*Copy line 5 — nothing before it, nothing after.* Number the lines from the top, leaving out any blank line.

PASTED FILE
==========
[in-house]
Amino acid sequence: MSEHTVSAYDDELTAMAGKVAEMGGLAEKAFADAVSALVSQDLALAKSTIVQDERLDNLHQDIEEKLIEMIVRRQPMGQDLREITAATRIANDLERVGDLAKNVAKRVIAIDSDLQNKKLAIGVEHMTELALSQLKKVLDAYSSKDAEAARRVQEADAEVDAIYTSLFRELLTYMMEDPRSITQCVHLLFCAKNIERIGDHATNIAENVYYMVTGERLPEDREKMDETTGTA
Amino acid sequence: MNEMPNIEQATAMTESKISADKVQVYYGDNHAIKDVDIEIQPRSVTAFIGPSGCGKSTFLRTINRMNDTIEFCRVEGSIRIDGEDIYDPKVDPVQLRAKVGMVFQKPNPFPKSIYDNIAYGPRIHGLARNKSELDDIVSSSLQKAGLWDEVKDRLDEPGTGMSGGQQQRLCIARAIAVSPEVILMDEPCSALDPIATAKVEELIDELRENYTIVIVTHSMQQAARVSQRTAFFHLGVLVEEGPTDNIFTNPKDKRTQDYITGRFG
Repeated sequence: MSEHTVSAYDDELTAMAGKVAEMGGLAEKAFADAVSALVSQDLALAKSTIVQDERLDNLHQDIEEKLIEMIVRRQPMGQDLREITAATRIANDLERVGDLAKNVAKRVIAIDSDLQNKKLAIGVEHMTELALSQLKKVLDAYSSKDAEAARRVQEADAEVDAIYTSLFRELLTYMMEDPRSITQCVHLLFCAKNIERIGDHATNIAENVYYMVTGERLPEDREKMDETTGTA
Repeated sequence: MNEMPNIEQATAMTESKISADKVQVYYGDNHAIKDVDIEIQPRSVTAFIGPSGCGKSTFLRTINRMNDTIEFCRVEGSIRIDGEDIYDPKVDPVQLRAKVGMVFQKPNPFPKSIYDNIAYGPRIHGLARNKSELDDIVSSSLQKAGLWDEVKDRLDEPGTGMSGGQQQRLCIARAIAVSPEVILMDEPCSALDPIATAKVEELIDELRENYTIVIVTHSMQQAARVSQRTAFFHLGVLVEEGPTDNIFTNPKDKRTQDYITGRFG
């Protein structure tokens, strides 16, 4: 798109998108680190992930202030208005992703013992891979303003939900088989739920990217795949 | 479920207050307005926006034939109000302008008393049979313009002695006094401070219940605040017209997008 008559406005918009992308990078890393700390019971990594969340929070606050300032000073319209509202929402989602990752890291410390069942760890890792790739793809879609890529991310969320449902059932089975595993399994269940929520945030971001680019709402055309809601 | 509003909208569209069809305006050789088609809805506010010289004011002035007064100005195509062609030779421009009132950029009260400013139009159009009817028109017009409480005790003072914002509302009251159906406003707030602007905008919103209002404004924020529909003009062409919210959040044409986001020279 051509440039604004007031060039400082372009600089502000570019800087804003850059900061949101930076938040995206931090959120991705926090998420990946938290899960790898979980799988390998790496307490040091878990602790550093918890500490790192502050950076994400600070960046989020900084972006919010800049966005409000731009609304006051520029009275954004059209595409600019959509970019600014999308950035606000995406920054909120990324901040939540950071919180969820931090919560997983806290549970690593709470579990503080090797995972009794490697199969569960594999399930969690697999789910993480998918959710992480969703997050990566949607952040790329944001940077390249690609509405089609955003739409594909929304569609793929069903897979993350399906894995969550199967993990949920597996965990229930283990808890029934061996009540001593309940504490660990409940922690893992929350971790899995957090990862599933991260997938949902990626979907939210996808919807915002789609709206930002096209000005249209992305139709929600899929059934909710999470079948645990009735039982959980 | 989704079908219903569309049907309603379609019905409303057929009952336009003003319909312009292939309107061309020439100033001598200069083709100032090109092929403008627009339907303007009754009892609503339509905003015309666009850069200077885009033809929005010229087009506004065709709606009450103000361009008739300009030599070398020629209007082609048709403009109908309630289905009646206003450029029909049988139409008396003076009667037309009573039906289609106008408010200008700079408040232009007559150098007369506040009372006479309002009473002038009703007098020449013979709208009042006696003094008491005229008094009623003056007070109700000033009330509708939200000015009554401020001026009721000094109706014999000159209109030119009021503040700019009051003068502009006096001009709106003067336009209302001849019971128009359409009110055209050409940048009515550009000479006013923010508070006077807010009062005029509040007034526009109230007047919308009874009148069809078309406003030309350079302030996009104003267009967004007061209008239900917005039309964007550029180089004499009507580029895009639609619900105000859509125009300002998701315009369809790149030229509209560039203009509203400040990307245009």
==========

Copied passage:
Repeated sequence: MNEMPNIEQATAMTESKISADKVQVYYGDNHAIKDVDIEIQPRSVTAFIGPSGCGKSTFLRTINRMNDTIEFCRVEGSIRIDGEDIYDPKVDPVQLRAKVGMVFQKPNPFPKSIYDNIAYGPRIHGLARNKSELDDIVSSSLQKAGLWDEVKDRLDEPGTGMSGGQQQRLCIARAIAVSPEVILMDEPCSALDPIATAKVEELIDELRENYTIVIVTHSMQQAARVSQRTAFFHLGVLVEEGPTDNIFTNPKDKRTQDYITGRFG